Anwar Ibrahim: don't blame 370 pilot for his politics
A quiet day here in Malaysia : two weeks on from flight 370’s disappearance, there’s been no confirmation that any plane wreckage has been spotted.
The most interesting line the transport minister came up with at his daily press conference was that he had asked foreign intelligence agencies to re-check the backgrounds of all those on board.
This fits with what a source close to the investigation has told me: that officials still believe somebody acted deliberately, and are desperate to establish the motive for a crime, possibly the mass murder of well over 200 people.
We went to have coffee with Anwar Ibrahim, the country’s best known opposition politician. He was convicted of sodomy – illegal in Malaysia – just hours before flight 370 took off.
He was sentenced to five years in jail, in what is widely regarded as a politically motivated case against him, but is free pending an appeal.
Intriguingly, Captain Zaharie Ahmed Shah, flight 370’s chief pilot, is an Ibrahim supporter and close to the politician’s daughter-in-law. And Mr Ibrahim is adamant that suggestions the captain may have hijacked his own aircraft are as politically motivated as the allegations against himself.
‘Good family man’
“He is party member, very passionate about freedom and democracy, a good family man,” Ibrahim tells me, dismissing any suggestion there was a crisis in the pilot’s private life which might have triggered an act of madness.
“He is a good professional pilot. To cast aspersions on the pilot purely on the basis of political leanings is absurd.”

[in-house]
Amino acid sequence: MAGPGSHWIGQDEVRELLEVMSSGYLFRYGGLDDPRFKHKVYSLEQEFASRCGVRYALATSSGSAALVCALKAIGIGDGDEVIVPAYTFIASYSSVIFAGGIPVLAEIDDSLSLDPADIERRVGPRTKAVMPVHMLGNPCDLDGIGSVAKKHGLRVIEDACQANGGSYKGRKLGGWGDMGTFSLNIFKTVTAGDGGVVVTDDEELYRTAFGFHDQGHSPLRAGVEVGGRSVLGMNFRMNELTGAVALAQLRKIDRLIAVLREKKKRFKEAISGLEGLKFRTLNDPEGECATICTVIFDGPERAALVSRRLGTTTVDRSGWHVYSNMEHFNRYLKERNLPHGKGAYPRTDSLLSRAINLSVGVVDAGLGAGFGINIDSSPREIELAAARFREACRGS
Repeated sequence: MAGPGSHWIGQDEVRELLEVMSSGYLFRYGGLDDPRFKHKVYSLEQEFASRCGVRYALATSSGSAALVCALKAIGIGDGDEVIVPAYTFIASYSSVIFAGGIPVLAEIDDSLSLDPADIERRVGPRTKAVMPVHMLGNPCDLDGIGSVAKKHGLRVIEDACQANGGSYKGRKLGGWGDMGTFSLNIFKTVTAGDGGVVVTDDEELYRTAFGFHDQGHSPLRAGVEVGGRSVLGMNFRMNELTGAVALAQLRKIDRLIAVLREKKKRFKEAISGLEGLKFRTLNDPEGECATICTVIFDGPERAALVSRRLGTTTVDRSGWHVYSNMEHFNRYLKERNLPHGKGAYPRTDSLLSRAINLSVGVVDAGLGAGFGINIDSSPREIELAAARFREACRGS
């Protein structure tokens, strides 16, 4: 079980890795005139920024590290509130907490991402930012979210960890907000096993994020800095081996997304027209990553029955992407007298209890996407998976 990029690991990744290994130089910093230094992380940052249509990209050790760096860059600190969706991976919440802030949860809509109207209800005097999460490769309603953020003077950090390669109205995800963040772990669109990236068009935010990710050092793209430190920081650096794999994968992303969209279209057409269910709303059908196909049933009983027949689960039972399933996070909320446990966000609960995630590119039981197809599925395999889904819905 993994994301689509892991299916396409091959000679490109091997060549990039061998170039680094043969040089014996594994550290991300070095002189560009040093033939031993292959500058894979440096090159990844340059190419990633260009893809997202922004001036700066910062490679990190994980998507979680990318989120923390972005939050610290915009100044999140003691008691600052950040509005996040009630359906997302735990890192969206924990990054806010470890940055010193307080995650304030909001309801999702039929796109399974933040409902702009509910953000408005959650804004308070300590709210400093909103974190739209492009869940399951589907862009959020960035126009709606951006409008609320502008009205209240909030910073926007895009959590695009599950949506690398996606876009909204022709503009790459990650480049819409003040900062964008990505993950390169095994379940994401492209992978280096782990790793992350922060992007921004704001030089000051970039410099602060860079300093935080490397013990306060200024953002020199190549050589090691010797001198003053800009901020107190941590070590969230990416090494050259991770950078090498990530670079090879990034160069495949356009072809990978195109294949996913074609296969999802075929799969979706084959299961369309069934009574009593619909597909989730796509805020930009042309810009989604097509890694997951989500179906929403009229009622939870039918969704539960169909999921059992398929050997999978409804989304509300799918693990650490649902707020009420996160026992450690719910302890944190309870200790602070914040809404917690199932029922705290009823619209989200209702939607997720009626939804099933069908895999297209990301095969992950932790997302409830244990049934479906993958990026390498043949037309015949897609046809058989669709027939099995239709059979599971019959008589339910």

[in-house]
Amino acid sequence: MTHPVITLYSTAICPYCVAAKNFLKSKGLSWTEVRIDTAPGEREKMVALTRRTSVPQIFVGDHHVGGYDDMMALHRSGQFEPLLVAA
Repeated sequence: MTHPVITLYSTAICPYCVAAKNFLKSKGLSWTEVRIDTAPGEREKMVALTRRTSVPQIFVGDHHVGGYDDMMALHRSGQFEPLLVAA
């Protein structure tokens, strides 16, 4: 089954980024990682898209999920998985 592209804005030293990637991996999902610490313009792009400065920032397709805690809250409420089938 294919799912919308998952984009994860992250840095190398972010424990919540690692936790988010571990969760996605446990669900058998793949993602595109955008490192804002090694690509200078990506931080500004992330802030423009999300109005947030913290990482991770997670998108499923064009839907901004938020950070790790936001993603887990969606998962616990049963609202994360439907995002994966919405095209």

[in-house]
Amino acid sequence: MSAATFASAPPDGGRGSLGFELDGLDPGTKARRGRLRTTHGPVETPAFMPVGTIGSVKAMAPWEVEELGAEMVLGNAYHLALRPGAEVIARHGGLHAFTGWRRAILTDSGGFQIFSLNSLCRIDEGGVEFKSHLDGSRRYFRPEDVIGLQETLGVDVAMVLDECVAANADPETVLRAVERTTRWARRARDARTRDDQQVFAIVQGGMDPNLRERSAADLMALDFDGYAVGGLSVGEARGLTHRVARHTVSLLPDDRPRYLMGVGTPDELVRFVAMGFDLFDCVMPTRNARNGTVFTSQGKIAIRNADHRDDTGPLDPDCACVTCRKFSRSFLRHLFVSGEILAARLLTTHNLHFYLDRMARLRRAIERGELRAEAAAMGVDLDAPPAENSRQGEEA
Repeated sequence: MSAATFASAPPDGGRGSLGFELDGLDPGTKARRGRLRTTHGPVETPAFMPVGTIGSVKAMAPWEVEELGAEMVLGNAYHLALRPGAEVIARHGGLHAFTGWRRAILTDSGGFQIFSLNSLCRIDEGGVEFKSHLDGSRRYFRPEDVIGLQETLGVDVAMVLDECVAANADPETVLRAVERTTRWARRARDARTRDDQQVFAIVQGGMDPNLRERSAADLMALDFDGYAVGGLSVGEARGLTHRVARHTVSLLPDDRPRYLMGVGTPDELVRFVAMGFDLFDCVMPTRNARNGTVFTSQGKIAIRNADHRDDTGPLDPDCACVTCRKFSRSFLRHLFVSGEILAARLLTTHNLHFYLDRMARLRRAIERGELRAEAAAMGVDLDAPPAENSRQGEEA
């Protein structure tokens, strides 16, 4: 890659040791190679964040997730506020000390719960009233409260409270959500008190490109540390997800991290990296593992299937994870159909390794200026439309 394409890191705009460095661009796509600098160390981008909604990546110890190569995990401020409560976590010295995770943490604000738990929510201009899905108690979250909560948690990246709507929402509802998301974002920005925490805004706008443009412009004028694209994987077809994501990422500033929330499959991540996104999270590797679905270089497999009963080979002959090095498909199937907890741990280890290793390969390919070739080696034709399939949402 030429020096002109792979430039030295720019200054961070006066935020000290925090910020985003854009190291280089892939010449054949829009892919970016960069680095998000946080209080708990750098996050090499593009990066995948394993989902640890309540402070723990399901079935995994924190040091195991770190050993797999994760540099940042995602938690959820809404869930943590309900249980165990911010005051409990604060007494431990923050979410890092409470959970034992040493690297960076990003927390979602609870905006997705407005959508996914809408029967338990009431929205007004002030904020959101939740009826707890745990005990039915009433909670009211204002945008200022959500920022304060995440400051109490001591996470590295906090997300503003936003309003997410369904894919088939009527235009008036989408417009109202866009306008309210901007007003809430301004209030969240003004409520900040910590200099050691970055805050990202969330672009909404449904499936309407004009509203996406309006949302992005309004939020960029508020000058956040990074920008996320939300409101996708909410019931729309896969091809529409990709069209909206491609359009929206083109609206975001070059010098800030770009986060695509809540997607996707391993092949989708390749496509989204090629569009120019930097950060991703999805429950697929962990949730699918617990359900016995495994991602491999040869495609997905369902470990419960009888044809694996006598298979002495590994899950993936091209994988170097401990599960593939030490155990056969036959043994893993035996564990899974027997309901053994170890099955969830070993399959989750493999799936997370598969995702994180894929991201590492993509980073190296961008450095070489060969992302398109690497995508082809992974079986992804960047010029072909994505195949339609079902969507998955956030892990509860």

He rails, too, against the government’s handling of the crisis, the slow speed at which information was shared early on.
But, I ask him, wouldn’t most Malaysians support their government as it deals with an unprecedented event?
“Yes it is unique, it is unprecedented,” he says, “but it is clear incompetence. The reluctance to release information – saying they don’t know where the plane was when they actually had the mechanism to know.”
Ibrahim points out that with most local media either controlled or muzzled by the government, the authorities have been taken aback by the demands of the foreign press for information and a clear version of events.
“They have been used to a compliant and controlled media. And now facing a more critical international audience, they have a problem. They fumble.”
It is debatable what impact the disappearing passenger jet will have on Malaysian politics. The country has been run by the same party since independence in the 1950s. Ibrahim claims that because Malaysia is now under international scrutiny, “it has helped alleviate the understanding of the masses.”
That may be stretching it too far. What may well be true, however, is that with so many journalists reporting from here now, Ibrahim can draw attention to his own dubious conviction and impending prison sentence – and, quite understandably, use that international spotlight to keep himself free.
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